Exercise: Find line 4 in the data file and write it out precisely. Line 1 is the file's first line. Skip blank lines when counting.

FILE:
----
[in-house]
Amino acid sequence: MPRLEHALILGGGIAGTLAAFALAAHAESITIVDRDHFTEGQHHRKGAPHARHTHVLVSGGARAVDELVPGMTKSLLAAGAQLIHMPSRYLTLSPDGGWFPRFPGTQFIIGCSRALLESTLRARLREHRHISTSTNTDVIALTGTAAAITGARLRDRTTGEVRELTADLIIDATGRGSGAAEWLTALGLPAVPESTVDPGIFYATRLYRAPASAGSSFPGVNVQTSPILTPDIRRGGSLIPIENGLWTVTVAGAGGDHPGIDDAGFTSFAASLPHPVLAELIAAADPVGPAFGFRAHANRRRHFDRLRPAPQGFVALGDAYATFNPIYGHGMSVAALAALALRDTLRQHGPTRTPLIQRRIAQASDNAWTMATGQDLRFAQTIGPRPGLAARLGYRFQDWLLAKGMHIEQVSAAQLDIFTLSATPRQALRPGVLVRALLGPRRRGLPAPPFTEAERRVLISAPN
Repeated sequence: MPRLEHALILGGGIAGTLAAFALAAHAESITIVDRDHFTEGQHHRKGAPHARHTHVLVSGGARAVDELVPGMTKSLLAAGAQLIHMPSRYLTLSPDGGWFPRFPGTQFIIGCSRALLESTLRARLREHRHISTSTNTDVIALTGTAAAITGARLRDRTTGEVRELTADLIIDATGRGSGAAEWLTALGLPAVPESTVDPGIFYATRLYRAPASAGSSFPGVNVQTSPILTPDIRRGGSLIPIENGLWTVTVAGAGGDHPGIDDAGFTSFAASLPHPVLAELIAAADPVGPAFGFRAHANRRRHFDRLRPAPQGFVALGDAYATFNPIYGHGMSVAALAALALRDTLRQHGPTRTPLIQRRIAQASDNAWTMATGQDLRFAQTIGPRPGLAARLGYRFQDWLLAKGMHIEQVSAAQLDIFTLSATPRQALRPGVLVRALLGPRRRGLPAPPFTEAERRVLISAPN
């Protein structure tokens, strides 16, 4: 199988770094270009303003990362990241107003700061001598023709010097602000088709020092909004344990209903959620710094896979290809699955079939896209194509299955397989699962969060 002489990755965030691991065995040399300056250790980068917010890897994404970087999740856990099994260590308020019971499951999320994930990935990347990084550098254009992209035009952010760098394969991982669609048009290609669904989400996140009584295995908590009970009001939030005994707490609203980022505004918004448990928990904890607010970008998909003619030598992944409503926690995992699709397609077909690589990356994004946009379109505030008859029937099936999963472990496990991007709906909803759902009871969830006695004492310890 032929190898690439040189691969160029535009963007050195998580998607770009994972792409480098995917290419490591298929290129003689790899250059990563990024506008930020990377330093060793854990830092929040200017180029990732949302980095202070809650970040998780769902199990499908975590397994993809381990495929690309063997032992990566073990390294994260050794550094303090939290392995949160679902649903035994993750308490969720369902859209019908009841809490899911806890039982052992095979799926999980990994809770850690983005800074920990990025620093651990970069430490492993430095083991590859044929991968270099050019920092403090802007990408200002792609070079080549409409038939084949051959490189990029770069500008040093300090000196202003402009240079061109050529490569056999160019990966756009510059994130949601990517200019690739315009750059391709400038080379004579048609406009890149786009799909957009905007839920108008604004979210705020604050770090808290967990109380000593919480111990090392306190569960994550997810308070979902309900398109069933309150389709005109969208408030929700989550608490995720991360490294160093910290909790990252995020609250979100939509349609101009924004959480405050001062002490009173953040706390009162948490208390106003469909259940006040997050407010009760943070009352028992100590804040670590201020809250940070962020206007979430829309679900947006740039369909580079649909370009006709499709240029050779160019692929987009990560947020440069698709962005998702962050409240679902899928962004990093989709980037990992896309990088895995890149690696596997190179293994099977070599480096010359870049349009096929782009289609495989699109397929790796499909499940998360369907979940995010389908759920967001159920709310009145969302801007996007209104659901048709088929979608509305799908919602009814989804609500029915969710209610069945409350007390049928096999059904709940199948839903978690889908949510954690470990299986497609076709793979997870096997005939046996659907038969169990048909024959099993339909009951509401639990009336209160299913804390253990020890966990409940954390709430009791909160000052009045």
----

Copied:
């Protein structure tokens, strides 16, 4: 199988770094270009303003990362990241107003700061001598023709010097602000088709020092909004344990209903959620710094896979290809699955079939896209194509299955397989699962969060 002489990755965030691991065995040399300056250790980068917010890897994404970087999740856990099994260590308020019971499951999320994930990935990347990084550098254009992209035009952010760098394969991982669609048009290609669904989400996140009584295995908590009970009001939030005994707490609203980022505004918004448990928990904890607010970008998909003619030598992944409503926690995992699709397609077909690589990356994004946009379109505030008859029937099936999963472990496990991007709906909803759902009871969830006695004492310890 032929190898690439040189691969160029535009963007050195998580998607770009994972792409480098995917290419490591298929290129003689790899250059990563990024506008930020990377330093060793854990830092929040200017180029990732949302980095202070809650970040998780769902199990499908975590397994993809381990495929690309063997032992990566073990390294994260050794550094303090939290392995949160679902649903035994993750308490969720369902859209019908009841809490899911806890039982052992095979799926999980990994809770850690983005800074920990990025620093651990970069430490492993430095083991590859044929991968270099050019920092403090802007990408200002792609070079080549409409038939084949051959490189990029770069500008040093300090000196202003402009240079061109050529490569056999160019990966756009510059994130949601990517200019690739315009750059391709400038080379004579048609406009890149786009799909957009905007839920108008604004979210705020604050770090808290967990109380000593919480111990090392306190569960994550997810308070979902309900398109069933309150389709005109969208408030929700989550608490995720991360490294160093910290909790990252995020609250979100939509349609101009924004959480405050001062002490009173953040706390009162948490208390106003469909259940006040997050407010009760943070009352028992100590804040670590201020809250940070962020206007979430829309679900947006740039369909580079649909370009006709499709240029050779160019692929987009990560947020440069698709962005998702962050409240679902899928962004990093989709980037990992896309990088895995890149690696596997190179293994099977070599480096010359870049349009096929782009289609495989699109397929790796499909499940998360369907979940995010389908759920967001159920709310009145969302801007996007209104659901048709088929979608509305799908919602009814989804609500029915969710209610069945409350007390049928096999059904709940199948839903978690889908949510954690470990299986497609076709793979997870096997005939046996659907038969169990048909024959099993339909009951509401639990009336209160299913804390253990020890966990409940954390709430009791909160000052009045």